Raised saints at the cross or Sunday morning? Matthew 27:50-53

Matthew 27 contains one of the strangest events in the New Testament. As Jesus Christ hung on the cross, he “cried out again with a loud voice, and yielded up his spirit” (27:50). And as he died, several startling events took place. I say several because in these three verses we see nine verbs employed (seven finite verbs and two participles). That makes for an action-packed three verses. And while most of the seven verbs state remarkable events, it is the timing of events that makes for a challenging passage. Matthew writes,

51  And behold, the veil of the temple was torn in two from top to bottom; and the earth shook and the rocks were split.

52  The tombs were opened, and many bodies of the saints who had fallen asleep were raised;

53  and coming out of the tombs after His resurrection they entered the holy city and appeared to many (27:51-53).

We see:

  • The veil torn from top to bottom
  • Earth shook
  • Rocks were split
  • Tombs opened
  • Bodies of saints raised
  • They entered the city
  • They appeared to many

The challenge is this: does the expression “many bodies of the saints who had fallen sleep had been raised” refer back to the “tombs were opened” or is it contemporaneous with the expression “and coming out of the tombs after his resurrection they entered the city and appeared to many?” The reason this is a challenge is obvious: it either states that some were raised when he died and the tombs were opened (and perhaps others were raised later) or, when he died the earth shook and split the rocks opening the tombs but no one was raised until he was raised. A quick of English versions demonstrate the challenge and quite frankly some reluctance to make a clear distinction.  The NIV suggests that these saints were raised when Christ died, while the KJV and NASB suggest that while the tombs were opened at his death, the saints themselves were not raised until Christ was raised. Obviously the Greek text cannot with certainty determine which is correct and allows for both. I tend to lean toward the latter position that there was a delay from Friday afternoon until Sunday morning. This is simply because the participle “coming out of their tombs” is so closely tied to Sunday and the temporal indicator “after” (μετά) Christ’s resurrection. Secondarily, and this is a bit of theological exegesis before the exegete is done, but since Christ is the first fruits of those who are never die again (1 Cor. 15:23), one does wonder if these saints who had fallen asleep needed to follow him in resurrection and not precede him. A layout of these three verses is helpful in showing the flow of the verbal forms and how the actual coming out of the tombs of the saints does seem closely tied with Christ’s resurrection in verse 53.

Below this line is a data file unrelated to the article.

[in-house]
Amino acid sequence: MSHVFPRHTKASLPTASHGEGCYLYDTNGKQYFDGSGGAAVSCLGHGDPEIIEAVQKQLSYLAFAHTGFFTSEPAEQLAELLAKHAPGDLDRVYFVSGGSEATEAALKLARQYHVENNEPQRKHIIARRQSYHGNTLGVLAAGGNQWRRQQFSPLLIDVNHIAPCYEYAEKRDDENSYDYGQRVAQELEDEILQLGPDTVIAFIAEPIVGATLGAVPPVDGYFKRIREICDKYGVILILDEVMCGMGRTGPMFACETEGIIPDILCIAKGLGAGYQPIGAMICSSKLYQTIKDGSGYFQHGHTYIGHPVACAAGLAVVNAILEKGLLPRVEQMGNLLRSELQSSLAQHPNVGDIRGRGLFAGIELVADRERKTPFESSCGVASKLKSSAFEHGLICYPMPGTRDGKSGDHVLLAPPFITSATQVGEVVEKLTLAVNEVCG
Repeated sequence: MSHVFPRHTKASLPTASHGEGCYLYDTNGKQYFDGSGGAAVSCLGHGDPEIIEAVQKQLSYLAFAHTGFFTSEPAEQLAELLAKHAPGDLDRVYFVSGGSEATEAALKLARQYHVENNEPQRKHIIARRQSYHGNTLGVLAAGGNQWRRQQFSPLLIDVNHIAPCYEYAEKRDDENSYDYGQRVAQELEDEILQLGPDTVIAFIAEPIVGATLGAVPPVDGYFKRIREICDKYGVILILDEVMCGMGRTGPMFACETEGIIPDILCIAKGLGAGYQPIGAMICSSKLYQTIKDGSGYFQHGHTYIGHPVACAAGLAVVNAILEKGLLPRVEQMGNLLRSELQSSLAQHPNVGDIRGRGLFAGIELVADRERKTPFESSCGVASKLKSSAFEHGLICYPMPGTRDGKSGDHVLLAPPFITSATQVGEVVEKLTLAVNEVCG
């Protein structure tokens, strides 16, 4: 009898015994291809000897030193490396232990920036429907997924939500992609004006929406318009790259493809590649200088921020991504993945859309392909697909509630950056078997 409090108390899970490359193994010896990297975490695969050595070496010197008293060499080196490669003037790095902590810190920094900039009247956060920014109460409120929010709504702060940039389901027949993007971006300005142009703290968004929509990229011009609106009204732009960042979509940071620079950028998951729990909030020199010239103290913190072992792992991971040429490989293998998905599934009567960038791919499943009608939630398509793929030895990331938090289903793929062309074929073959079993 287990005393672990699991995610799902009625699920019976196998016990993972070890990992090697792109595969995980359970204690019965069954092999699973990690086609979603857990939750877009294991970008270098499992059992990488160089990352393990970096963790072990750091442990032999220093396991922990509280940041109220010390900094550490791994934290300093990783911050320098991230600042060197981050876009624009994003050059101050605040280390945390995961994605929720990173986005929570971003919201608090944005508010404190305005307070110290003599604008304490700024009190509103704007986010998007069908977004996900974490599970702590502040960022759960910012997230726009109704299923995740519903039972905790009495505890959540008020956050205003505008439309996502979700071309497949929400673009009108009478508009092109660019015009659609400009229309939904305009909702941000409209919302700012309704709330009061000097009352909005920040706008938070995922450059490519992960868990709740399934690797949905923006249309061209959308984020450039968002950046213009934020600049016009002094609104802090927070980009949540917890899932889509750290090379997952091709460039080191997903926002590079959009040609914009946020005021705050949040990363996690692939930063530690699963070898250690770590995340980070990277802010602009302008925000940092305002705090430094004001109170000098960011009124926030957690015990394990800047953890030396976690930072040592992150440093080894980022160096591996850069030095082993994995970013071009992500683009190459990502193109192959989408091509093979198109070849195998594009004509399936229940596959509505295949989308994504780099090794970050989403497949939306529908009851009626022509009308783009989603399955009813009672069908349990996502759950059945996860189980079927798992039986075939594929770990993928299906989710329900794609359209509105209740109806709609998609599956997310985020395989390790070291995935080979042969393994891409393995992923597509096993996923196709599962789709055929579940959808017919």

51 Καὶ …..ἰδοὺ τὸ καταπέτασμα τοῦ ναοῦ

ἐσχίσθη ἀπʼ ἄνωθεν ἕως κάτω εἰς δύο

     καὶ

ἡ γῆ ἐσείσθη

     καὶ

αἱ πέτραι ἐσχίσθησαν,

52 καὶ

τὰ μνημεῖα ἀνεῴχθησαν

     καὶ

πολλὰ σώματα τῶν κεκοιμημένων ἁγίων ἠγέρθησαν,

53 καὶ

ἐξελθόντες ἐκ τῶν μνημείων μετὰ τὴν ἔγερσιν αὐτοῦ

εἰσῆλθον εἰς τὴν ἁγίαν πόλιν

     καὶ

ἐνεφανίσθησαν πολλοῖς.

Just some thoughts….



Categories: death, Good Friday, Greek New Testament, Matthew, Resurrection, Uncategorized

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